DVD+RW and dual format DVD recorders dominate PC market

vbimport

#1

I just posted the article DVD+RW and dual format DVD recorders dominate PC market.

While most users think DVD-RAM is outdated, the format is currently big on the consumer electronics (CE) market, while DVD+RW and dual format recorders are currently dominating the…

Read the full article here:  [http://www.cdfreaks.com/news/6050-DVDRW-and-dual-format-DVD-recorders-dominate-PC-market.html](http://www.cdfreaks.com/news/6050-DVDRW-and-dual-format-DVD-recorders-dominate-PC-market.html)

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#2

How strange? I know about 50 people with pioneer 104 or 105 -r/rw drives and 3 people with dual format sony drives. (who can only write at 2x on their sony 4x drives). Lets hope the people who did this survey aren’t employed by th +r/rw makers.
[edited by sarahjh69 on 16.06.2003 17:47]


#3

If true, it’s gotta be at least partly because the big chain stores – including Best Buy, Circuit City, Staples, Office Depot and Office Max – all seemingly refuse to carry the dash-r format. Aside from the Sony dual-format drives, I’ve seen nothing but plus-Rs in any of these stores. The fix is in.


#4

Probably a country specific thing. - is still big in the UK on PC.


#5

I have -R and a few people I know are the same, one of them migrated to -R after not having a deal of success with his +R in the compatibility stakes.


#6

Does anyone know what you miss out by having a DVD-R drive and not a DVD+RW? I thought DVD+RW’s feature (missing from -) was it can write VBR-MPEG2, so if you have a DVD set top box (VCR type thing but with DVDs) you might care what format you have (cause you might write VBR-MPEG2) but most PC users will not be doing real-time VBR MPEG2 so what else does it do? I’ve got a Pioneer 104, why doesn’t Pioneer make a slot loading DVD-RW like the OEM apple drives that would be slick.:slight_smile:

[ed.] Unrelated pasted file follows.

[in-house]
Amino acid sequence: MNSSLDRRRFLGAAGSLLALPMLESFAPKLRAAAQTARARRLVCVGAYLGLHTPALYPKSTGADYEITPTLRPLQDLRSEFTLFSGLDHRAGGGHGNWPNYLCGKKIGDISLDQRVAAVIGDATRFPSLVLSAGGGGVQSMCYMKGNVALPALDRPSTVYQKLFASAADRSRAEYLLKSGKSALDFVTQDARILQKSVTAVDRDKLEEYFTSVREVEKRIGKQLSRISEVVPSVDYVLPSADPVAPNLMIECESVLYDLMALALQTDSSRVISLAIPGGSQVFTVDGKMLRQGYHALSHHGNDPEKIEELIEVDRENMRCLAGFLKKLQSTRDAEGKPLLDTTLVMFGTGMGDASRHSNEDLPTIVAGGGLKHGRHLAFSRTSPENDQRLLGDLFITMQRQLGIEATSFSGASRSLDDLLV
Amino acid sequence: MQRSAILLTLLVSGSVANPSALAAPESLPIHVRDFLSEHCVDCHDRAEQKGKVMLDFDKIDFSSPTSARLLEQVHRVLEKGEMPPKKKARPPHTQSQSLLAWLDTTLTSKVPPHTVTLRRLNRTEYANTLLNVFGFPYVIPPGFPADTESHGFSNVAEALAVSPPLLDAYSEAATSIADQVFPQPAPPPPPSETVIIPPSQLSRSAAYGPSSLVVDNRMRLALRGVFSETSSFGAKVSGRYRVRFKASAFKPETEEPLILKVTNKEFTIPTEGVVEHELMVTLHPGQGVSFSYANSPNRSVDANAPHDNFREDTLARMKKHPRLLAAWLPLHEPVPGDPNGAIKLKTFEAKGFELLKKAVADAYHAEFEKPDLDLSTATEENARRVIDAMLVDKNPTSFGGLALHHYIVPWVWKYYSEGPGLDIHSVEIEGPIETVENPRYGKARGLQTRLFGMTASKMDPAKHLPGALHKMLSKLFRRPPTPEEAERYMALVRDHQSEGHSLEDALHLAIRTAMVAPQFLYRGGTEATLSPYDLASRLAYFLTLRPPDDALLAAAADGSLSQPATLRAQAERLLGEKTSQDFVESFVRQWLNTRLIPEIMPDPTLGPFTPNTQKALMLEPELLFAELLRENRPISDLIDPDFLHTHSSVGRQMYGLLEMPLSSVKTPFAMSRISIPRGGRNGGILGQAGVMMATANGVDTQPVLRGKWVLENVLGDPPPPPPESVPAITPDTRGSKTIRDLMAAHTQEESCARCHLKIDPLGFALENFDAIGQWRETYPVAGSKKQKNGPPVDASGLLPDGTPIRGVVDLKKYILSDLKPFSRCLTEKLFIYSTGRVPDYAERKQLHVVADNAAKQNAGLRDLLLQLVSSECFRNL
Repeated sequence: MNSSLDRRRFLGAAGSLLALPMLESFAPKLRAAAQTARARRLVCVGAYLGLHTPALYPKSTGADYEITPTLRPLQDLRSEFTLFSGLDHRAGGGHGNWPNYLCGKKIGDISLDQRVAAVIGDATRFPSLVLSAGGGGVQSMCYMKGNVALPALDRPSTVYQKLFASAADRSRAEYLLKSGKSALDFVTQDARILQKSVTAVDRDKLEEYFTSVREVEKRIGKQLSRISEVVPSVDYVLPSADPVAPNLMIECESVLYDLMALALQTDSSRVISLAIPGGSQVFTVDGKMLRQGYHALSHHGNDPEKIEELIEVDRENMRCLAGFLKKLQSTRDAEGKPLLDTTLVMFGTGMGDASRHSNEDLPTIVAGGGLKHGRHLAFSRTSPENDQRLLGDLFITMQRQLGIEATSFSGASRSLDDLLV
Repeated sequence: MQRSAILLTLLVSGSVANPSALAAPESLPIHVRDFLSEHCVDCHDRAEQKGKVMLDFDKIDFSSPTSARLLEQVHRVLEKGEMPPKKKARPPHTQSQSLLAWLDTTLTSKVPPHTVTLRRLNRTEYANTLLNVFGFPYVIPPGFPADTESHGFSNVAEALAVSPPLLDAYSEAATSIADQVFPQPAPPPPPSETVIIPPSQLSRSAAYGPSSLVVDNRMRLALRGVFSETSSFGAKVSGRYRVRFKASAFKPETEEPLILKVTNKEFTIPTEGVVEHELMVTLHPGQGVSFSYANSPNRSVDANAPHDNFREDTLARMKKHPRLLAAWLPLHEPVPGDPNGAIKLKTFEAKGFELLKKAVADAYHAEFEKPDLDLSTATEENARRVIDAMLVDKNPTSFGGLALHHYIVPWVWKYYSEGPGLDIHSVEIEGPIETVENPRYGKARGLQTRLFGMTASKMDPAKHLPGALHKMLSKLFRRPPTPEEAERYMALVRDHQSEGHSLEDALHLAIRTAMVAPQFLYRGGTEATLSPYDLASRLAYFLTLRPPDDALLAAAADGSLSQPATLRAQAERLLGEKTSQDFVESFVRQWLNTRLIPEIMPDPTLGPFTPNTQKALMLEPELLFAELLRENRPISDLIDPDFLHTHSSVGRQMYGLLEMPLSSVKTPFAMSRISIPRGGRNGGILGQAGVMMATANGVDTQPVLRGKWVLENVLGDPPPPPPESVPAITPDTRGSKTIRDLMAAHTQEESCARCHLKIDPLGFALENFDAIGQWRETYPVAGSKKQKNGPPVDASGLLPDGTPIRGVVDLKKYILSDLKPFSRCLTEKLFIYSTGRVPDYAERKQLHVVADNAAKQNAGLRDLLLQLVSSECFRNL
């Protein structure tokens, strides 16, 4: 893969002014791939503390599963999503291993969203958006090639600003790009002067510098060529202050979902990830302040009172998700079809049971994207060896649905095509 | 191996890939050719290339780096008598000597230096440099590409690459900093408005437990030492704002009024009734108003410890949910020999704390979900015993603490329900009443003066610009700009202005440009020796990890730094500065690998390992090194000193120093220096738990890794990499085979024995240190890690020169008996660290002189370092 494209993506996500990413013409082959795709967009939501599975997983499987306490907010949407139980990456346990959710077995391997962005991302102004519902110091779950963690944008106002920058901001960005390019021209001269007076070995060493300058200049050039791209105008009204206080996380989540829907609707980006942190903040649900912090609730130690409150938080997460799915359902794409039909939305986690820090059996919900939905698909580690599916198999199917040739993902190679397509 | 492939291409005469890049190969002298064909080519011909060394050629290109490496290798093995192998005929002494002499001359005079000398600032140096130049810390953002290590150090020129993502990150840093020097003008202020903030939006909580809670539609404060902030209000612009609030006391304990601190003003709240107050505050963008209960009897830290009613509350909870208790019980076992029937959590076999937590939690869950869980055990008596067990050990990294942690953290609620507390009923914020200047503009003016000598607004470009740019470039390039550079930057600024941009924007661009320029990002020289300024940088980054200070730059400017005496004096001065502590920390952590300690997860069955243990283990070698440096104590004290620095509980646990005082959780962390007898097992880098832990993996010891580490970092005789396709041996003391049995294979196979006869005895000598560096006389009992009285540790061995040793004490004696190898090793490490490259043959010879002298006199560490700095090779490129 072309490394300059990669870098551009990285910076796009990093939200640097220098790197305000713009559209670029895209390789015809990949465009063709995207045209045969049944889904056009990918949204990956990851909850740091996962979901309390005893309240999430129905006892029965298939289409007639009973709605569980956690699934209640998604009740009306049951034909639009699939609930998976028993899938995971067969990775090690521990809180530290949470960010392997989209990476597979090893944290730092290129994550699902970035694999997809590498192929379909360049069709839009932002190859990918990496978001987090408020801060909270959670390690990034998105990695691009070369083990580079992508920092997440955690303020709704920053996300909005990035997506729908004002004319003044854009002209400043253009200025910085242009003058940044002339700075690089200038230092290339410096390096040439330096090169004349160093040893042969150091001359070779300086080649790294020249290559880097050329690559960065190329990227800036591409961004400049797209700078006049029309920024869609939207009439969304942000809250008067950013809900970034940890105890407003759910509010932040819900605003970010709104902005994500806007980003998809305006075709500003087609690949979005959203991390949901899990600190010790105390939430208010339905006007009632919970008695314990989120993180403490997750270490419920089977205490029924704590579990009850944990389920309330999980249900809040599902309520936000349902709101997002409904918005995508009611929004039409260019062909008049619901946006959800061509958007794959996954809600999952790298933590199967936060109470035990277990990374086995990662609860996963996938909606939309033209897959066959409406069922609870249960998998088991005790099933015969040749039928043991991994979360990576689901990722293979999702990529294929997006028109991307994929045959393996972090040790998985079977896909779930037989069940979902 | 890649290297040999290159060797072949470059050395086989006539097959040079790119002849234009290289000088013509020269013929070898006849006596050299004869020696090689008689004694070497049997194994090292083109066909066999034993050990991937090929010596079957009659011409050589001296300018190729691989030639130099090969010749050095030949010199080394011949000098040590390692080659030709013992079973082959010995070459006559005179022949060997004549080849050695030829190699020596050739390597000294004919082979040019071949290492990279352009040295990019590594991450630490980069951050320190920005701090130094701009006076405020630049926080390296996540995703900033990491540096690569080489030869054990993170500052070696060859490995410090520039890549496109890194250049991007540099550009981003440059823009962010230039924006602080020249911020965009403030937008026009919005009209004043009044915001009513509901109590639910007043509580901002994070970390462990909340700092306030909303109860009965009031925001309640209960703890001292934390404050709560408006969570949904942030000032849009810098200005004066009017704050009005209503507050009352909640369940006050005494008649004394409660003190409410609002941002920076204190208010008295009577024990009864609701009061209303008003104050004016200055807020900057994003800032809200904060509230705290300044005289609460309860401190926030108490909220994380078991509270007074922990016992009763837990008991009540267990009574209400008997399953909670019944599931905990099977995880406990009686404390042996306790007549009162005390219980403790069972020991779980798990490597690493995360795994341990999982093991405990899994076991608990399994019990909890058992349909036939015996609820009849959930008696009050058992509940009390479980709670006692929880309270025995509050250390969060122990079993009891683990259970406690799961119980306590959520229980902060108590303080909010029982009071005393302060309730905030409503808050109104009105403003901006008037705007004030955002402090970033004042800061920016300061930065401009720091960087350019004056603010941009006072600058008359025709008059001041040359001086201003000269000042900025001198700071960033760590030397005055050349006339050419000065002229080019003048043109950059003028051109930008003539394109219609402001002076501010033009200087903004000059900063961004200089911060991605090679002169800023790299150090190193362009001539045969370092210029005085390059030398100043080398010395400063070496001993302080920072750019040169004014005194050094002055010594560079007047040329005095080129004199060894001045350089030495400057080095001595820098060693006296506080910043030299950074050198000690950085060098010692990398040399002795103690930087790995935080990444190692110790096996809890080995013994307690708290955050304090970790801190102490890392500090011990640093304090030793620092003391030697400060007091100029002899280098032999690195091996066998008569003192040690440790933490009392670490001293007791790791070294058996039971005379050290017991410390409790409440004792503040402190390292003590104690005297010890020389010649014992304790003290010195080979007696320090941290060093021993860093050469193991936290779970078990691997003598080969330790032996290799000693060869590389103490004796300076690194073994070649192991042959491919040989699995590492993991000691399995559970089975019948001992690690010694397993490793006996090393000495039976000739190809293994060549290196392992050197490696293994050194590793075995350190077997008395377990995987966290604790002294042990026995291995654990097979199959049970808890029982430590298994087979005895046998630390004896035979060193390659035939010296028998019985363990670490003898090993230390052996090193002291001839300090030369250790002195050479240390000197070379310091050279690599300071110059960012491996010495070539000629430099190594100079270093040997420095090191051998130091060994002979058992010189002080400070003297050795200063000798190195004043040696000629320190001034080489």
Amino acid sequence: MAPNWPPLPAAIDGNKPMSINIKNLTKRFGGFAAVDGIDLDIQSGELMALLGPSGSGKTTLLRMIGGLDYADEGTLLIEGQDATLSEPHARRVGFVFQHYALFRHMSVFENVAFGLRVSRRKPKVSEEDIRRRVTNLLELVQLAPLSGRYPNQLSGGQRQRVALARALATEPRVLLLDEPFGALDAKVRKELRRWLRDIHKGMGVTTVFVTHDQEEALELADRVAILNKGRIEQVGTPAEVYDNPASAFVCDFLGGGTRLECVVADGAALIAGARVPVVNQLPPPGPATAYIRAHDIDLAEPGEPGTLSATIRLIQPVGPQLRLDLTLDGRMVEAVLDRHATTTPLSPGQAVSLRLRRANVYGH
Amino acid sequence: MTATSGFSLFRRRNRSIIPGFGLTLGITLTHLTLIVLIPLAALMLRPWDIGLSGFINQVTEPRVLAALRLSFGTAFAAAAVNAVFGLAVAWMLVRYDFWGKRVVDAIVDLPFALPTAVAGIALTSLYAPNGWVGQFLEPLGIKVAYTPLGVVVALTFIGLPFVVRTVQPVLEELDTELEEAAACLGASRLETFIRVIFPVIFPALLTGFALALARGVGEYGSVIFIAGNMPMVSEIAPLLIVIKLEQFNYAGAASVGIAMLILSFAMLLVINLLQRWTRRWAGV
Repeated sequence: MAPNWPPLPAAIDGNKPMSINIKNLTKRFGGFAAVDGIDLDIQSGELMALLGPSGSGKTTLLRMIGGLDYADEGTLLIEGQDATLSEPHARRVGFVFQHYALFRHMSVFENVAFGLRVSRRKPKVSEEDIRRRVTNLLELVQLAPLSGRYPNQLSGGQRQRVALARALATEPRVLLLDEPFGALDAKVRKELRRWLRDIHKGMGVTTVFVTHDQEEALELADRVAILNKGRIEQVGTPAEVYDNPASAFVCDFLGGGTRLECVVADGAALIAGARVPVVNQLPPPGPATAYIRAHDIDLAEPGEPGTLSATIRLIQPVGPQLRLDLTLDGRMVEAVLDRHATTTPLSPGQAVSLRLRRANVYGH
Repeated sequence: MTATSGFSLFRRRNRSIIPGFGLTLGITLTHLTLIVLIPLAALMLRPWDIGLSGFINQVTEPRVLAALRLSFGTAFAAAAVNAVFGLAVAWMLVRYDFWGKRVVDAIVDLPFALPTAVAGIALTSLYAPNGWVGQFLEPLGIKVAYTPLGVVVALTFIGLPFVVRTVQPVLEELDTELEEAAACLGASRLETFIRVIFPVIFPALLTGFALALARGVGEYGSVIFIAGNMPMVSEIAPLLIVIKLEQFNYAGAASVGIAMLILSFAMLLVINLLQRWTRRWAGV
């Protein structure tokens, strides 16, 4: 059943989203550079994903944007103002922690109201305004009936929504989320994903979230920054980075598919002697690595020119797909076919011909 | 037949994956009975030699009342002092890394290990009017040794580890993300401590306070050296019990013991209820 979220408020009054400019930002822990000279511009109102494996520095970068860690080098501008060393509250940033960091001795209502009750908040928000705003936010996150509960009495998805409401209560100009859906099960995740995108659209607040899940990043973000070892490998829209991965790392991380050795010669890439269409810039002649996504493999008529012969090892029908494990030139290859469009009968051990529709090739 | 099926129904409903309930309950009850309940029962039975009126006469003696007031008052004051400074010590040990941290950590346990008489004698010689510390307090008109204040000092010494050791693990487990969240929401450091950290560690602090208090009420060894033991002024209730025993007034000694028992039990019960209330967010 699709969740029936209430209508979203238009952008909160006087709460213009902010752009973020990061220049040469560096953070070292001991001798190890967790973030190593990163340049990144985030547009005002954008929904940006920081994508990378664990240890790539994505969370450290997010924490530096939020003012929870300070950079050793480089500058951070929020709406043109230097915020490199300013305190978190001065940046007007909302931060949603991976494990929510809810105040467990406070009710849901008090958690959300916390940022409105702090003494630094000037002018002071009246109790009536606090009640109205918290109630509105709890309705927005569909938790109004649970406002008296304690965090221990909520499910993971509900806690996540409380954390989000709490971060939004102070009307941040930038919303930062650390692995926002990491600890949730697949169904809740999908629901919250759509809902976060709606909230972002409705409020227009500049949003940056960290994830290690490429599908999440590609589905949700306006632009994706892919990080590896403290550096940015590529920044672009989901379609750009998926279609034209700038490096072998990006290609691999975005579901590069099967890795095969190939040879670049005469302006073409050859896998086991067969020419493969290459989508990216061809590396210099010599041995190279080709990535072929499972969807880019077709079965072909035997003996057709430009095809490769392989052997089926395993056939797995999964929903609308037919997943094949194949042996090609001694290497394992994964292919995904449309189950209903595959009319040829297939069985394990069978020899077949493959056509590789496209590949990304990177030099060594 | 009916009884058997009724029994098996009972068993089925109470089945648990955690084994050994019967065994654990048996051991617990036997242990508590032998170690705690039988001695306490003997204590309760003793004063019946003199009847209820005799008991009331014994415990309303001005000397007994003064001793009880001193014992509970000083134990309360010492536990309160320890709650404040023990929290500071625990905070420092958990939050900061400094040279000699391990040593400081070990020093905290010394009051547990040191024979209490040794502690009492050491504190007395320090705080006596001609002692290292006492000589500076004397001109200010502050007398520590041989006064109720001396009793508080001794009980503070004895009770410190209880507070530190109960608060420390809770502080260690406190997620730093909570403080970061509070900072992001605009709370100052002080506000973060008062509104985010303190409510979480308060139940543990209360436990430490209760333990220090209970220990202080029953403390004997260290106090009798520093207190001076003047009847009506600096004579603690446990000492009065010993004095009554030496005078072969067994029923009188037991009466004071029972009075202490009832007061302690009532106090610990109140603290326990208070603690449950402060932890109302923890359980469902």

#7

Don’t worry guys, the future will be +R(W) : DVD5 ! Wait & see…


#8

dvd11 :d


#9

…the plus format supports Mount Rainier “sorti”, something that minus doesn’t. I think it has some kind of fudge equivalent or one wasis being developed, but why create something new when a standard already exists? Personally I know no-one with a RAM drive of any kind for PC or home recording, everyone has a + only drive with the exception of one who has a Pioneer - drive, but that’s only because it was at the time the only drive you could buy. Oh yeah he had to change his Tosh DVD player a few months ago (less than a year old) because it wouldn’t play DVD-Rs, top quality Tosh! And that from a company that’s pro the minus format. The minus format sucks and will disappear in good time, but there again so will the plus format if they crack on with these “Blu Ray” products. :slight_smile:


#10

This seems accurate. Most consumers buy their drives at the big chain stores, and has been noticed above, they mostly carry plus drives now. Of the people I know, only 1 has a - drive, and that was because he was an early adopter. In the last 7 months, 3 of my friends have bought plus and all been very happy. I have plus and have never had any issues at all.


#11

It would seem that DVD-RAM is the technically most advanced format, plus is second and minus third. Some of the info and claims about the benefits of plus over minus don’t appear to be true of make perfect sense. For example, I am able to make direct-to-disc variable bitrate recordings to minus discs (using Ulead DVD Movie Factory) which supposedly is not possible according to the plus hype. During the real-time direct-to-disc recording info is sent is small bursts to the drive, implying it must be performing lossless linking (which I know the minus is capable of), something that the plus hype suggests is an advantage of plus over minus. Yet minus can still do it. What would be best if DVD-RAM took over and both the others dissappeared, and that may yet happen with the DVD-Forum approved blue laser AOD format, which is I believe DVD-RAM based technology.:wink: